Open Mobile Search
Open Mobile Menu


Come Catch Lake Trout and Crappies in Grand Rapids

Grant Prokop, owner of Thousand Lakes Sporting Goods, catch this nice lake trout. His trusty side kick, Bennett.

Great fishing for a multitude of species abounds in the Grand Rapids area. Trolling and deep water jigging for lake trout is one of those not talked about species and the techniques are the same as they would be on more well known bodies of water. Sherry’s Arm on Pokegama Lake, and Bluewater Lake are all examples of waters containing good populations of lake trout.

Erica Prokop and Bennet with a nice lake trout.

Especially in the summer months, downrigger or use of lead core line get the baits down to where lake trout are located. Good electronics when you’re checking depths of 50-100 feet is crucial to locating lakers. Lake trout are suckers for flashy spoons, minnow type baits, or dodger and flies trolled at appropriate speeds to trigger strikes. Lake trout feed on deep water forage such as tullibees and smelt therefore duplicating them can be important in contacting roaming trout. Establishing trolling patterns in deep water can be the difference in being successful. Changing baits and concentrating on replicating the forage is also important. Lake trout are fun to catch and great smoked or grilled.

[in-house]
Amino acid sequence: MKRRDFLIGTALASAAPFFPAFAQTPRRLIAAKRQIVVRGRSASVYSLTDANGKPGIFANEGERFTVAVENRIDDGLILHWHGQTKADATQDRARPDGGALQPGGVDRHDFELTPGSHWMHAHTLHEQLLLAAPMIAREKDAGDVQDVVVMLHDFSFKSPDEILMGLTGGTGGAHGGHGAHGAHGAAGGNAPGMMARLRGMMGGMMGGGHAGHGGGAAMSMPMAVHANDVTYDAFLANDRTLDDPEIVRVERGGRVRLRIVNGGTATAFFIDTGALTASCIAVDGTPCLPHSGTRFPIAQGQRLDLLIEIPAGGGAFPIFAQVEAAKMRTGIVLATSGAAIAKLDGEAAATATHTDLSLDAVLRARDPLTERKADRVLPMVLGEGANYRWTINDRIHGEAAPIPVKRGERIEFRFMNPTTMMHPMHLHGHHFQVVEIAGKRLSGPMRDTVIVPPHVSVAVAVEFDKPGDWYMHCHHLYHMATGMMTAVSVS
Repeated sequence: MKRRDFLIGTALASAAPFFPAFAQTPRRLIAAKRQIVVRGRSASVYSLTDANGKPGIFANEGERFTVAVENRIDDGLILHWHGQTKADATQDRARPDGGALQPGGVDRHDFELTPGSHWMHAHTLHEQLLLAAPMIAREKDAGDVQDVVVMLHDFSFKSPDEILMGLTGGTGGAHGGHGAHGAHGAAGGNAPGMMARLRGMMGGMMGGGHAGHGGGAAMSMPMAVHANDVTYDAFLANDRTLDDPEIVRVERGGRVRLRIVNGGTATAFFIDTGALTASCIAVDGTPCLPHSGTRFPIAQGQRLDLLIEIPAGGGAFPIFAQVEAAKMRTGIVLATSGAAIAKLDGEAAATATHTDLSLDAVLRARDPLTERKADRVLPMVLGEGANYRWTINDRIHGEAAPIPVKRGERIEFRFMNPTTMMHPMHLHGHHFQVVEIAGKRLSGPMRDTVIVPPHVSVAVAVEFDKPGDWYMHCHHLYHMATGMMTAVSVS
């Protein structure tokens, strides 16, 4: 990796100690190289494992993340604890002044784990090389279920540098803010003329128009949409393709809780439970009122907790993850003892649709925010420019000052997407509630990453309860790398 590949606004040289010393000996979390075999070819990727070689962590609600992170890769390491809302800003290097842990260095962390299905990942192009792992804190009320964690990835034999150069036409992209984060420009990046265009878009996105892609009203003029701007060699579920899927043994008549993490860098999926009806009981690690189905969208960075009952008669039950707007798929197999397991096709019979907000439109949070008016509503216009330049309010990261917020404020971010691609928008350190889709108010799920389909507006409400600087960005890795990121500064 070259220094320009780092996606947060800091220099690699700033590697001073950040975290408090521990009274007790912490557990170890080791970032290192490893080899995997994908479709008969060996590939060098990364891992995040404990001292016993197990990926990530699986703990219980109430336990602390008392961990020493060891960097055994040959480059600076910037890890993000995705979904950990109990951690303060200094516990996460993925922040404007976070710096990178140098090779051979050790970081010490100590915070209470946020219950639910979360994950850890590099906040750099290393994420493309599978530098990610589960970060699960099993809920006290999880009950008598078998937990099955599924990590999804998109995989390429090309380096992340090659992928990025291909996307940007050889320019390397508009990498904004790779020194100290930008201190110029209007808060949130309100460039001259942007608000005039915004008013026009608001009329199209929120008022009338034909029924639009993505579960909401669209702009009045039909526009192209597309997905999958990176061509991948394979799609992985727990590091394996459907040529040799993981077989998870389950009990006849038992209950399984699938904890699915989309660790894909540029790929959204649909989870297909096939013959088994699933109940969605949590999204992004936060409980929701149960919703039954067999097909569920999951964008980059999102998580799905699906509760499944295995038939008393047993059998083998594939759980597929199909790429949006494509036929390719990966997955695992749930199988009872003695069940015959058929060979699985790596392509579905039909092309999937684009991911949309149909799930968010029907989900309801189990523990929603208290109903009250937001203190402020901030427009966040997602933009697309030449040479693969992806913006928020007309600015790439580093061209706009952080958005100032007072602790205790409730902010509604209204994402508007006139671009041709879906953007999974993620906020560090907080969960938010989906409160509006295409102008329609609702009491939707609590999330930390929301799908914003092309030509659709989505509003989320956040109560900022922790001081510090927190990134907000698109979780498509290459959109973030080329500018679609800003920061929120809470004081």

Ellie Walls with nice late summer crappie.

Crappies are starting to pull off the weedlines in Grand Rapids area lakes and the pre-fall fishing is starting to heat up. Small jigs with a small minnow or plastic body will cover most situations to put crappies in the boat. A slip bobber with a plain hook and a minnow also works great. Once crappies move to deeper water in the next few weeks jig fishing will be the better of the two options. Slowly searching for schools of crappies is crucial in locating active fish. Once located use your trolling motor in spot lock position and you can vertically drop a light jig to them with good success. Many of the lakes in the Grand Rapids area contain good populations of crappies. A few to keep in mind are Pokegama, Big and Little Splithand, Little Bowstring, Spider, and Big Cutfoot. Keep the smaller ones to eat and release the larger ones for the future of the lake.

Share via
Copy link